Do you use Wikipedia? We all do. But if you're relying on it too much, you are limiting yourself to very general and sometimes inaccurate information.
If you want to learn medical terminology or gain a basic understanding of a scientific concept, by all means, turn to Wikipedia. But if you want to really dig deep into a subject, you had better turn to more reputable sources. This is especially true for academic research.
A certain percentage of Wikipedia's information is assumed to be inaccurate, incomplete or outdated. The mega-site openly states, "Some articles may contain errors, please do not use Wikipedia to make critical decisions."
So, if you'd like to learn how to use Wikipedia to its fullest potential, there are a few things you need to understand first:
Google Loves Wikipedia
In Google, at least one Wikipedia page will be displayed among the first ten results in a staggering 84% of all medically-related search queries. Other major search engines share a similar affection for the online encyclopedia.
Why? There are three things that search engines absolutely love about websites:
- A lot of content (huge number of indexed pages)
- Well-organized internal structure (simple, easy to navigate)
- Frequent new entries and updates
Needless to say, Wikipedia has all of this covered. In fact, it does it so well that Google would prioritize it over almost every other health-related domain.
Even if the content is not of a superior quality, pages from Wikipedia still easily outrank others because the website as a whole is so much bigger and more active than regular sites.
Search engines evaluate online pages in a different way from real people. Google might be good at handling your search query, but it’s important to note that it is somewhat biased towards Wikipedia, or any domain that is highly compatible with search algorithms.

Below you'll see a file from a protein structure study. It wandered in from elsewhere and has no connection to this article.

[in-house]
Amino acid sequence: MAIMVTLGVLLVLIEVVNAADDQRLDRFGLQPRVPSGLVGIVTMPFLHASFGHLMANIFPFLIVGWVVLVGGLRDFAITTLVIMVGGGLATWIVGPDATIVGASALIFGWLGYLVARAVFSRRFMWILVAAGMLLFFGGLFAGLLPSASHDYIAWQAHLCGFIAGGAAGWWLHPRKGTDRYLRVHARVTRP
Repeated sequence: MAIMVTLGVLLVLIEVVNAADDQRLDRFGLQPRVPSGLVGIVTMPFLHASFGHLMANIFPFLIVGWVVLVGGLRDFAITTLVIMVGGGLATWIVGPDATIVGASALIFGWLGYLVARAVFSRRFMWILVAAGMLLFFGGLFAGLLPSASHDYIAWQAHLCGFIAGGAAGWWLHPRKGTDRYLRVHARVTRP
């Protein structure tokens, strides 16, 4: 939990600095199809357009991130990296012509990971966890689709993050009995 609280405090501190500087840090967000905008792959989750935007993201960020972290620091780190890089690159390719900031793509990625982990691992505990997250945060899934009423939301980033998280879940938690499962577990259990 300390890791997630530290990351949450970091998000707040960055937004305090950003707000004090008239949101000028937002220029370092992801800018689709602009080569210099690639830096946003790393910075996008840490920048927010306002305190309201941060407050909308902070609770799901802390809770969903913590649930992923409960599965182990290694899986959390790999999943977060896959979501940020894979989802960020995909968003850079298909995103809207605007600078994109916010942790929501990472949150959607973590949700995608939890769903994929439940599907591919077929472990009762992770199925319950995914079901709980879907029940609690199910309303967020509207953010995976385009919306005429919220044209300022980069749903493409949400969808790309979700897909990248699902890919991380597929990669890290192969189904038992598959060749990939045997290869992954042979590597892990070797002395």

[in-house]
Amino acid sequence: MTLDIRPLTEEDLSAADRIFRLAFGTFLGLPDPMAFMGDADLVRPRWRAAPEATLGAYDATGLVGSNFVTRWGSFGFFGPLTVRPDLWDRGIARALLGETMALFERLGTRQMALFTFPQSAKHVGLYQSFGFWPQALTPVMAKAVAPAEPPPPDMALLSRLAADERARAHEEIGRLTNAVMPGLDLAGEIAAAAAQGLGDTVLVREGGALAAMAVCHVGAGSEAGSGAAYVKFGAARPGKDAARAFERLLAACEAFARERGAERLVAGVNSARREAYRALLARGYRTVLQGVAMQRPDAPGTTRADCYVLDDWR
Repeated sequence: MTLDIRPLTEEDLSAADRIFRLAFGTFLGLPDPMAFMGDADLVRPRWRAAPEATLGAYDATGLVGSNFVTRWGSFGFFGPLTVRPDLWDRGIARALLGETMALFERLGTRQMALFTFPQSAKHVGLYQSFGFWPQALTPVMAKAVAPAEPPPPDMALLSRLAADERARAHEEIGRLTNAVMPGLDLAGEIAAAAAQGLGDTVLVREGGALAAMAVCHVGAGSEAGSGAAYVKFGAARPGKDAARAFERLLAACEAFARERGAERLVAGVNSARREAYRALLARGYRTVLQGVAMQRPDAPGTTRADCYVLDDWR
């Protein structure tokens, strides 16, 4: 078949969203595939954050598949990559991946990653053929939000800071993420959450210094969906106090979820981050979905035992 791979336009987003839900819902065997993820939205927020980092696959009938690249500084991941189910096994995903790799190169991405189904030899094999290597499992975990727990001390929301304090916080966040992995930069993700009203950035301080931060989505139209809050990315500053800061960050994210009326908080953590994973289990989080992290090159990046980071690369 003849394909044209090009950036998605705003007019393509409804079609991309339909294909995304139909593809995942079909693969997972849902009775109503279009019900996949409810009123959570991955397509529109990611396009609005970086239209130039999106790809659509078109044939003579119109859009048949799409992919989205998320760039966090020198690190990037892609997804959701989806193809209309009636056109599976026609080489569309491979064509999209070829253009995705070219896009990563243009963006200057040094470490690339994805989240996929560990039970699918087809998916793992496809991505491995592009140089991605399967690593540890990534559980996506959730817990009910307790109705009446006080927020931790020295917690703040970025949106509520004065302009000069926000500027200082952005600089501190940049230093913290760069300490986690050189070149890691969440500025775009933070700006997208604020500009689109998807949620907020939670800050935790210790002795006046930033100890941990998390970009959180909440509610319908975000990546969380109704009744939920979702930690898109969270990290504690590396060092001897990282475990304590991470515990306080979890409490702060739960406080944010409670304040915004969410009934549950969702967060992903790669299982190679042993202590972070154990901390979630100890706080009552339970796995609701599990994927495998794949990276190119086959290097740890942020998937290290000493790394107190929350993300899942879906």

Expert Tip: Be sure to screen the search results for other useful pages and don’t limit yourself to only the first page.
Reputable Source for Detailed Medical and Health Information? Think Again!
Most health and medical articles on Wikipedia are written for the general public and this is in no way a bad thing. The information itself is usually based on academic papers, research and scientific books.
However, remember that the actual pages on Wikipedia are not a product of scientific work; they are mere summaries or interpretations of official studies and findings.
Most health professionals use Wikipedia as a source for open questions or background research, not as a primary source of reputable information.
Solving a clinical question requires more in-depth research and involves cross examination of various proven sources to help draw reliable conclusions.
This video from Turnitin talks more about the importance of developing your own ideas to strengthen your argument:
Another thing worth noting is that medicine and allied healthcare are not completely global. Different countries — even if they are English-speaking — use different values and terms for the same thing, or have different structures for healthcare systems.
Expert Tip: Whether you’re a medical student, graduate, healthcare professional or simply involved in a healthcare certification program, be sure to verify your resources.
Do Not Rely on Wikipedia Alone
There are several reasons why people should use caution when citing Wikipedia
- You don't know who wrote the page and therefore cannot trust its accuracy
- There is a lack of expert authors, depth of coverage, and diversity of editors
- Malicious or false entries could go unnoticed for a long time
- Editors have the authority to silence contributors, even if the presented medical and health information is accurate
- Wikipedia is only one source among many
If the purpose of your search is strictly professional or scientific, use Wikipedia only as a starting point for your research.
If Wikipedia Was A Person
Learn How to Extract Accurate Information
The internet provides us with easy access to unlimited knowledge, but we still need to develop the skills to properly evaluate it. It is important to learn how to search for relevant information, rate its worth, and then extract any golden nuggets.
Expert Tip: If you’d like to use Wikipedia to its fullest potential, go through the reference links at the bottom of each page — they expand your search, in an even more targeted way than Google does at the beginning.
Just remember, this popular online encyclopedia is only the start.
What are your favorite sources for medical and health knowledge? Do you trust Wikipedia? We’d love to hear back from you!